The first is that it took a team of humble, sacrificially-minded people to host the presence of God. While one part of me was engaged in trying to follow the Holy Spirit’s leading during the musical portion of the service that Jennifer and I led, another part was keenly aware of: the video team who was busy trying to capture the service and work on system glitches so hundreds of online viewers could participate; the media directors who were making sure song lyrics seamlessly served worshippers, especially during spontaneous musical sections; the lighting directors who tried to highlight what was happening and keep physical movement throughout the sanctuary well lit; the audio engineer who was constantly making changes to help serve the musical dynamics in the space; the musicians who played for over three hours without ebbing once in their own energetic leadership; the ushers and board members attending to those in physical and spiritual need, tirelessly sensitive to a vast array prayer requests; the childcare workers who circulated through the back to see what was happening between sessions of selflessly watching parents’ kids; the cafe and craft services workers who kept people hydrated and nourished; those who came in late the night before to clean the floors and prepare the sanctuary; the welcome team members who made sure visitors and people newly committed to Christ found a place to belong; and our staff members looking to fill gaps wherever they could with a sense of selflessness that truly epitomizes the ethos that makes New Life the great place that it is. Perhaps the most amazing aspect of this list is that the large majority of all of these people are volunteers. Moreover, this is not their first Sunday serving. In fact, this kind of divine move was possible, in part, precisely because they have been faithful for weeks and months and years. These people are so fluid in service, ready in anticipation of the not-yet needs, that the ‘unexpected’ finds a natural place to manifest—to become the ‘expected.’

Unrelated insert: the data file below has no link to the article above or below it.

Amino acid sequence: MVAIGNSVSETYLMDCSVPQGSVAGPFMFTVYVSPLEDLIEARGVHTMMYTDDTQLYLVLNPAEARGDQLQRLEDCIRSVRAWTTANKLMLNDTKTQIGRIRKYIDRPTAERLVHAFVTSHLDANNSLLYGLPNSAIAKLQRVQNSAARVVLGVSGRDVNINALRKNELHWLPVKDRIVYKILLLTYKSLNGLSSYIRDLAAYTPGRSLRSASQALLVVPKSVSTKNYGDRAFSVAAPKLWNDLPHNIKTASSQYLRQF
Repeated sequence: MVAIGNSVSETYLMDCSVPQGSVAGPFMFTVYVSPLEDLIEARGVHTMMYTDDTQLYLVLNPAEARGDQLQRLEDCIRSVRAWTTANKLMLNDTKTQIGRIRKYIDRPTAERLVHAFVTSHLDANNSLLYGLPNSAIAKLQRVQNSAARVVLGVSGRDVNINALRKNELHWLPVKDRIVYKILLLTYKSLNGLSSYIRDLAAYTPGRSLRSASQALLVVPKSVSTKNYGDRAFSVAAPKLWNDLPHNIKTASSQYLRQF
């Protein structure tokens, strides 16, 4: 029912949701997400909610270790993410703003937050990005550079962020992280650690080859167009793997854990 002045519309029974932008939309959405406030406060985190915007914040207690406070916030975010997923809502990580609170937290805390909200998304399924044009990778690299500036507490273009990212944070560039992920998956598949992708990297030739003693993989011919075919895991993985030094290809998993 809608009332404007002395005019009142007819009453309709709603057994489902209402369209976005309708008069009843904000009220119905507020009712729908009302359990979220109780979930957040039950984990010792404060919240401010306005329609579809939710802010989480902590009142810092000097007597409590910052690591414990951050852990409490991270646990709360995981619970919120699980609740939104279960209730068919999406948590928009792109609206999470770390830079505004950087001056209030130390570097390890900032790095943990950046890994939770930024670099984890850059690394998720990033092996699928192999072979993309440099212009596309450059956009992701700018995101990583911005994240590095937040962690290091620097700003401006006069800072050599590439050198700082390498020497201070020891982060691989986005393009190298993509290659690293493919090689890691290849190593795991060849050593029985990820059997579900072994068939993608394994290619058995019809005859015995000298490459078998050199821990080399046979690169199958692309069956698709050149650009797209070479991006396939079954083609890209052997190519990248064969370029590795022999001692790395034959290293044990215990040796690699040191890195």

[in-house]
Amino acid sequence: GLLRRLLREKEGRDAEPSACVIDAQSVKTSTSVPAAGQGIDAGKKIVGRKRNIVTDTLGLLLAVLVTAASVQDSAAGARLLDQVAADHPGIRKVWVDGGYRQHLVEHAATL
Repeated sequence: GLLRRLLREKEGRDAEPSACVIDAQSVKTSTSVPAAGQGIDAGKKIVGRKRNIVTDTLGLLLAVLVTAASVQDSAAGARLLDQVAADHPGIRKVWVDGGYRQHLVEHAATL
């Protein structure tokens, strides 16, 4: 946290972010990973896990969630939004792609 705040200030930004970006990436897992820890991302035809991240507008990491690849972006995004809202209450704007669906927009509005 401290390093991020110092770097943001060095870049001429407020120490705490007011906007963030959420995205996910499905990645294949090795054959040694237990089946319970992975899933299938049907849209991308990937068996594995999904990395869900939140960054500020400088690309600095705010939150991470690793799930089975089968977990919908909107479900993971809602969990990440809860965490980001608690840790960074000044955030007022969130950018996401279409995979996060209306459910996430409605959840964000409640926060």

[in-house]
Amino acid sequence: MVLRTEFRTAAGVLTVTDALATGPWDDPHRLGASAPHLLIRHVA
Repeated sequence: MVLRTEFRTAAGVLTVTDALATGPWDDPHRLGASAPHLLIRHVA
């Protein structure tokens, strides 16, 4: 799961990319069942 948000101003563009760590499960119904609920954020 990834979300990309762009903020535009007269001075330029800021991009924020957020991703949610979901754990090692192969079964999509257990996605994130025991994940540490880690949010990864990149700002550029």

The second thing that stands out is that these kinds of encounters are well within our grasp, at least by the assertions of the late revivalist Charles Grandison Finney. Finney wrote: “You see why you have not a revival. It is only because you do not want one. Because you are not praying for it; nor anxious for it, nor putting forth efforts for it.”[1]